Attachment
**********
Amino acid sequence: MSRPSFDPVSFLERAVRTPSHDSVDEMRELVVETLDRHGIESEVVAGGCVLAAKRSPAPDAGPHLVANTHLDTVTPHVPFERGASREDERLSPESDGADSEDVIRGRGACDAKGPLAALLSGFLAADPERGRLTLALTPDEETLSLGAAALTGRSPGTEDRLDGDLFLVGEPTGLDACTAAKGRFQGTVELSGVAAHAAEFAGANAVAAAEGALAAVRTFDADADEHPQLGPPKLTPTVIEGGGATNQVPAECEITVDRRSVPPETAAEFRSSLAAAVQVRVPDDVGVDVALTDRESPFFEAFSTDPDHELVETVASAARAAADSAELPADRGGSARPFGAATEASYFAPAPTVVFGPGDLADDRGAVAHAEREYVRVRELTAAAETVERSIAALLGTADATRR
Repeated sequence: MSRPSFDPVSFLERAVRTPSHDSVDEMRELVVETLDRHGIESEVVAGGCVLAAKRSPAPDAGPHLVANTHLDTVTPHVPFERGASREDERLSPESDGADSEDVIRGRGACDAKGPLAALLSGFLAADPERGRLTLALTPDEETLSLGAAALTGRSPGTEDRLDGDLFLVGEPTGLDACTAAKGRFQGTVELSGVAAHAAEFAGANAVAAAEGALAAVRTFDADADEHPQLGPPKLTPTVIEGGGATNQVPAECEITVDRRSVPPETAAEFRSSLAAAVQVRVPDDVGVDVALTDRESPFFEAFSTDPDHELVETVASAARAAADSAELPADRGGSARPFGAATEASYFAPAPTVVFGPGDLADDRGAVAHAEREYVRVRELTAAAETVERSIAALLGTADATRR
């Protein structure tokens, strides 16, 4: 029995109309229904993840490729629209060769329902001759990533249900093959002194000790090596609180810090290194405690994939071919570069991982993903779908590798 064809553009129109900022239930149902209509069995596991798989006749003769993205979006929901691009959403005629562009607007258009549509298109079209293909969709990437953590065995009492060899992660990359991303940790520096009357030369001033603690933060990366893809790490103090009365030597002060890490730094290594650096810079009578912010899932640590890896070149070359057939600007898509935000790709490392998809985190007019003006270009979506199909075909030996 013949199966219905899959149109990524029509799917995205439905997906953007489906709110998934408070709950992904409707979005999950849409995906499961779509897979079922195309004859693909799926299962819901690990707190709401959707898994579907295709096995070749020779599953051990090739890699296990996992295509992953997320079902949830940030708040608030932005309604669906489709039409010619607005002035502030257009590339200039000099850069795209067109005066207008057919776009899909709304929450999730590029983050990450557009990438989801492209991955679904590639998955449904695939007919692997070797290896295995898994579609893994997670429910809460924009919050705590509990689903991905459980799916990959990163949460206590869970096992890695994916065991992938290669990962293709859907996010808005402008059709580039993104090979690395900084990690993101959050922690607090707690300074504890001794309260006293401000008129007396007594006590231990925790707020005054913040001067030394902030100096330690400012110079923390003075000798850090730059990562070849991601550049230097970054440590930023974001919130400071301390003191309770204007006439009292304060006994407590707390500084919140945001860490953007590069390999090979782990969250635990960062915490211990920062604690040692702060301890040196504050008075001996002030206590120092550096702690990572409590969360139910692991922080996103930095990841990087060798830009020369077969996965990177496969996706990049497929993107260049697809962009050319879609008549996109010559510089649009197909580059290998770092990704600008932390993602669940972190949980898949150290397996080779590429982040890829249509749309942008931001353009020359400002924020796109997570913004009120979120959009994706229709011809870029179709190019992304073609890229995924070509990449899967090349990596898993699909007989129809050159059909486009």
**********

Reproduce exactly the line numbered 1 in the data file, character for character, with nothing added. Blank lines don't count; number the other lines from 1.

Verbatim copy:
Amino acid sequence: MSRPSFDPVSFLERAVRTPSHDSVDEMRELVVETLDRHGIESEVVAGGCVLAAKRSPAPDAGPHLVANTHLDTVTPHVPFERGASREDERLSPESDGADSEDVIRGRGACDAKGPLAALLSGFLAADPERGRLTLALTPDEETLSLGAAALTGRSPGTEDRLDGDLFLVGEPTGLDACTAAKGRFQGTVELSGVAAHAAEFAGANAVAAAEGALAAVRTFDADADEHPQLGPPKLTPTVIEGGGATNQVPAECEITVDRRSVPPETAAEFRSSLAAAVQVRVPDDVGVDVALTDRESPFFEAFSTDPDHELVETVASAARAAADSAELPADRGGSARPFGAATEASYFAPAPTVVFGPGDLADDRGAVAHAEREYVRVRELTAAAETVERSIAALLGTADATRR